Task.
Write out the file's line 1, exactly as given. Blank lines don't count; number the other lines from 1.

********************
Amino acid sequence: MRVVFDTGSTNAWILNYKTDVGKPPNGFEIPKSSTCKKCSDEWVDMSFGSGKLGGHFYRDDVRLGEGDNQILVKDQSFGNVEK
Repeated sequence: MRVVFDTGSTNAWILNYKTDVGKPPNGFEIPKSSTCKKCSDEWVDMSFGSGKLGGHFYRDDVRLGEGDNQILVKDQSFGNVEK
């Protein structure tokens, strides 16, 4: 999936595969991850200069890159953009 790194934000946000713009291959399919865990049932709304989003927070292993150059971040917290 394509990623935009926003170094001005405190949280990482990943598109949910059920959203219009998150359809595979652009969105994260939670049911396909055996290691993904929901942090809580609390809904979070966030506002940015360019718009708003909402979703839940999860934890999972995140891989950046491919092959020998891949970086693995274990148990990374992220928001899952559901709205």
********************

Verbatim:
Amino acid sequence: MRVVFDTGSTNAWILNYKTDVGKPPNGFEIPKSSTCKKCSDEWVDMSFGSGKLGGHFYRDDVRLGEGDNQILVKDQSFGNVEK